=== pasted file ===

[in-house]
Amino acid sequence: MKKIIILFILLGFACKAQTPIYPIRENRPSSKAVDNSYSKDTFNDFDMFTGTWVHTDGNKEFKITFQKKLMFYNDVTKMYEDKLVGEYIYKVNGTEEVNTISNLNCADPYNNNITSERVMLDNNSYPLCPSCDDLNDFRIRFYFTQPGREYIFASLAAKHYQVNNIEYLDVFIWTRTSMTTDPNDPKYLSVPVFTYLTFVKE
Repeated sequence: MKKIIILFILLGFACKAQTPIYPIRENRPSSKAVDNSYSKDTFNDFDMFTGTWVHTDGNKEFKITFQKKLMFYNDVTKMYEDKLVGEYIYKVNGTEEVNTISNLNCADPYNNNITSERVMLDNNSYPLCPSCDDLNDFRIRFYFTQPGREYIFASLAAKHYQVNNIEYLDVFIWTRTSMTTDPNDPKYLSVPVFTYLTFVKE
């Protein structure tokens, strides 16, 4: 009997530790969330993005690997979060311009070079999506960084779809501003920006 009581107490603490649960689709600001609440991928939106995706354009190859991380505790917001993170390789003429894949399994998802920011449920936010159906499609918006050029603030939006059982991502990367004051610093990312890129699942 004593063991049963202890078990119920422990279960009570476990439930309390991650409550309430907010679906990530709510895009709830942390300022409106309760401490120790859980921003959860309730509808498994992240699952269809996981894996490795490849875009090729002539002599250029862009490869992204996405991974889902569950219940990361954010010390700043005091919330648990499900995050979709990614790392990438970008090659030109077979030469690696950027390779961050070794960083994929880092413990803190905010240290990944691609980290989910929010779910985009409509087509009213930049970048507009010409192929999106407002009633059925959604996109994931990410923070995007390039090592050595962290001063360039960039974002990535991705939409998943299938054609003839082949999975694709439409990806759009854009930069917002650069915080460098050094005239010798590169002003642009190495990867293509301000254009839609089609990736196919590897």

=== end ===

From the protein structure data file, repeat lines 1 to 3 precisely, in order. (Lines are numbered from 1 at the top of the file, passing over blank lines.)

[in-house]
Amino acid sequence: MKKIIILFILLGFACKAQTPIYPIRENRPSSKAVDNSYSKDTFNDFDMFTGTWVHTDGNKEFKITFQKKLMFYNDVTKMYEDKLVGEYIYKVNGTEEVNTISNLNCADPYNNNITSERVMLDNNSYPLCPSCDDLNDFRIRFYFTQPGREYIFASLAAKHYQVNNIEYLDVFIWTRTSMTTDPNDPKYLSVPVFTYLTFVKE
Repeated sequence: MKKIIILFILLGFACKAQTPIYPIRENRPSSKAVDNSYSKDTFNDFDMFTGTWVHTDGNKEFKITFQKKLMFYNDVTKMYEDKLVGEYIYKVNGTEEVNTISNLNCADPYNNNITSERVMLDNNSYPLCPSCDDLNDFRIRFYFTQPGREYIFASLAAKHYQVNNIEYLDVFIWTRTSMTTDPNDPKYLSVPVFTYLTFVKE